Submitted to: Plant Disease
Publication Type: Peer Reviewed Journal
Publication Acceptance Date: 5/9/2006
Publication Date: 8/1/2006
Citation: Widmer, T., Kirk, A., Kirk, G., Guermache, F. 2006. Foliar and cane rot of Arundo donax caused by Nigrospora oryzae in Europe. Plant Disease 90:1107 Interpretive Summary: Giant reed is a noxious weed that has invaded the United States from the Mediterranean region. It is a serious pest of riparian areas degrading habitats that support native plants important to wildlife. Traditional mechanical and chemical control and restoration methods are prohibitively expensive and can cause substantial physical disturbances to riparian areas. Classical biological control is being investigated as a means to manage this invasive weed. A fungus was identified that kills the shoot tips of growing giant reed canes, thereby reducing the amount of plants and plant material. The impact is a new biological agent that can reduce the growth and spread of giant reed, thus allowing areas to restore to their native vegetation.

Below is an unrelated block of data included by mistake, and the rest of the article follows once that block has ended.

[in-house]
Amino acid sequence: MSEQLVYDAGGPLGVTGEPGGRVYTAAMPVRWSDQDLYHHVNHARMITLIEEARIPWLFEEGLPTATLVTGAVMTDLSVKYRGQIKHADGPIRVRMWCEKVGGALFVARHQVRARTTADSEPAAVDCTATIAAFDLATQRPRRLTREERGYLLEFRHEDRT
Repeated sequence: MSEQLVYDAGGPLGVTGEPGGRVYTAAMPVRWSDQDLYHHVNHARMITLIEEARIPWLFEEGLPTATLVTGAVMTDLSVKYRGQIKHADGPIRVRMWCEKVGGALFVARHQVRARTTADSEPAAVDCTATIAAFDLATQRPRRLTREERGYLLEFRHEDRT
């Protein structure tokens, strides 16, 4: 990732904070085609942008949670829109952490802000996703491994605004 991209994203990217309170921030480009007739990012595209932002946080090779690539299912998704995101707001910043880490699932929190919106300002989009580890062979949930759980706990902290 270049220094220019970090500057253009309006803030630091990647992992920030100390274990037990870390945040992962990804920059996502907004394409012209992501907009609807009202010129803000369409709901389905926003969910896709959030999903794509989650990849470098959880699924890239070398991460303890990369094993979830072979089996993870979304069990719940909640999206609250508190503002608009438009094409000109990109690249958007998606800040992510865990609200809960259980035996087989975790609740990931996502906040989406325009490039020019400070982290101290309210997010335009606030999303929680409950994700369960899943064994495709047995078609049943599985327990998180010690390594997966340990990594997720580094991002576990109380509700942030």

Technical Abstract: A fungus was isolated consistently from dead shoot tips and flag leaves of Arundo donax L. (Poaceae) in France, Crete, Cyprus, Italy, Morocco, and Spain during April through September of 2003 to 2005. The fungus was identified as Nigrospora oryzae (Berk. & Br.) Petch (teleomorph Khuskia oryzae) using morphological characteristics (1). The mean diameters of 80 conidia obtained from sporulating plant specimens collected in France, Crete, and Cyprus were 14, 15, and 15 µm, respectively. The mean diameters of 25 conidiogenous cells and conidiophores were 7 µm and 4 µm, respectively. Identification was confirmed by comparing the sequence of the ribosomal DNA Internal Transcribed Spacer 1 and 4 regions from the France isolate (GenBank accession number DQ219433) with the sequence of a voucher specimen from the Museum National d'Histoire Naturelle, Paris, France. The isolate of N. oryzae from France was deposited at the CBS collection in Utrecht, Netherlands (CBS 113884). Nigrospora oryzae is known to be a weak pathogen on a wide range of plants but has never been reported previously on A. donax. The exact origin of A. donax is unknown, but U.S. populations are believed to be native to the Mediterranean region. Arundo donax is now a well-established weed in North America. Herein, N. oryzae is being investigated as a potential biological control agent of this weed in the U.S. Twenty young A. donax shoots growing in the greenhouse and 20 emerging canes in the field were selected based upon uniformity in size. A spore suspension in distilled water adjusted to 5 X 105 conidia/ml of the French isolate was prepared and 0.5 ml was injected with a syringe just below the growing point of the flag leaf in half of the greenhouse and field plants. The remaining plants were injected with 0.5 ml of distilled water as controls. Infection and death of the flag leaf occurred in 30% of the shoots in the greenhouse and 50% of the canes in the field after 21 days from inoculation. No disease occurred in the control plants. Greenhouse inoculation tests were repeated once. Nigrospora oryzae was reisolated from symptomatic tissues of inoculated shoots satisfying Koch's postulate. Attempts made to induce disease symptoms by applying spore suspensions on the whorl of leaves surrounding the apical tip failed. This is an indication that an insect vector may be needed to carry and deposit N. oryzae spores into the tight, whorled flag leaf for infection and disease development to occur. This is the first report of the pathogenicity of N. oryzae on A. donax.